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Online Child Sexual Abuse & Exploitation – IOCTA 2023

2023-10-30

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Cybercrime, in its various forms, represents an increasing threat to the EU, including online child sexual exploitation. Offenders continue showing high levels of adaptability to new technologies and societal developments, while constantly enhancing cooperation and specialisation. Cybercrimes have a broad reach and inflict severe harm on individuals, public and private organisations, and the EU’s economy and security.

PPHS created this article by extracting pertinent information relevant to the online child sexual abuse and exploitation from the Europol’s Internet Organised Crime Threat Assessment (IOCTA). PPHS would like to congratulate the work of all those who have contributed to the IOCTA, and we will continue to support future actions through the ongoing initiatives.

PPHS supports the whole-system response needed to counter and prevent CSAE; we are already deeply engaged in projects such as Prevent & Protect Through Support and the ARICA. The CYCLOPES cybercrime practitioners’ network, which PPHS coordinates, will also focus on the connected topics from the start of 2024.

In the article below, you will learn about the IOCTA report, which focuses on the fight against cybercrime. We then move on to explaining what online child abuse and sexual exploitation is, describing the main methods and technologies used by perpetrators. We also focus on the issue of re-victimization, both offline and online, suffered by victims of child sexual abuse. To summarise the article, we provide a list of key findings. This list helps us understand the challenges that law enforcement and we as a society face in fighting this type of crime.

IOCTA report

The Internet Organised Crime Threat Assessment (IOCTA) is a strategic analysis report that provides an assessment of the latest online threats and the impact of cybercrime within the EU. The report provides a law enforcement centric view of the threats and developments related to cybercrime, in order to inform decision-makers at strategic, policy and tactical levels in the fight against cybercrime, with a view to updating the operational focus for EU law enforcement authorities.

The IOCTA is chiefly informed by operational information shared with Europol by EU Member States and third partners, combined with expert insights and open-source intelligence. The following analysis is based on a set of indicators established by Europol, focusing on developments related to criminal actors and networks, criminal processes, infrastructure used, financial transactions, and the impact on society. This ninth edition of the IOCTA appears in an updated format. The current summary presents the main overarching findings concerning the different typologies of cybercrime, namely cyber-attacks, online fraud schemes, and online child sexual exploitation (OCSE). It is accompanied by a series of spotlight articles covering each of these crime areas in-depth.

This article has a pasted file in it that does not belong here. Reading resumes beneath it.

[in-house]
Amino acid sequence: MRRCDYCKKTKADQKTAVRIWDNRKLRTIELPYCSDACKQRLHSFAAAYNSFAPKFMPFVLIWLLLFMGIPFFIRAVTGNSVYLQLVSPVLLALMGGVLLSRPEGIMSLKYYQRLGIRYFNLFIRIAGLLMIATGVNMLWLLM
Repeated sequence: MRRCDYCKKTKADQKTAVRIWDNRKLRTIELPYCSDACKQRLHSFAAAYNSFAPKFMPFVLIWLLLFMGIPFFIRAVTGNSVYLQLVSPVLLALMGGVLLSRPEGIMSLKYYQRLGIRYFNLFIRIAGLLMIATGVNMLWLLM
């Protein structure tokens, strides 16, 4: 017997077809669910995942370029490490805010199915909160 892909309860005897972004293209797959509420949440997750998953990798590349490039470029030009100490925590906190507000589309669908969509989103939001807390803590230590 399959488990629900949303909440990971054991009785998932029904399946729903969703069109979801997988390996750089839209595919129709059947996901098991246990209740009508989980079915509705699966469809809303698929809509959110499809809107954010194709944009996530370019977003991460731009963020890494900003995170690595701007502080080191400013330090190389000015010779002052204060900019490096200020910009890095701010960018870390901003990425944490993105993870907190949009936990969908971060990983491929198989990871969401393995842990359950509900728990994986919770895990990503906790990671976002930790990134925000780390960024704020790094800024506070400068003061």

You can find the full report on the Europol website. Below, we focus solely on OCSE.

Key Findings:

Methods of Online Child Sexual Exploitation 

In recent years, the threat of online child sexual exploitation has been further increasing in terms of quantity and severity. Offenders of all crime areas continue to take advantage of legal and criminal privacy services to mask their actions and identities as their knowledge of countermeasures increases.

  • Virtual Private Networks (VPNs) are the most common services cybercriminals use to shield communication and Internet browsing by masking identities, locations and the infrastructure of their operations. They cater to child sexual exploitation offenders and any other cybercriminal who is in need of masking their illicit activities online. VPN providers host a number of proxies, which users can route their traffic through, in order to conceal their actual location (IP) and content of their traffic. While VPN services are not illegal, some of them are designed for and advertised to criminals.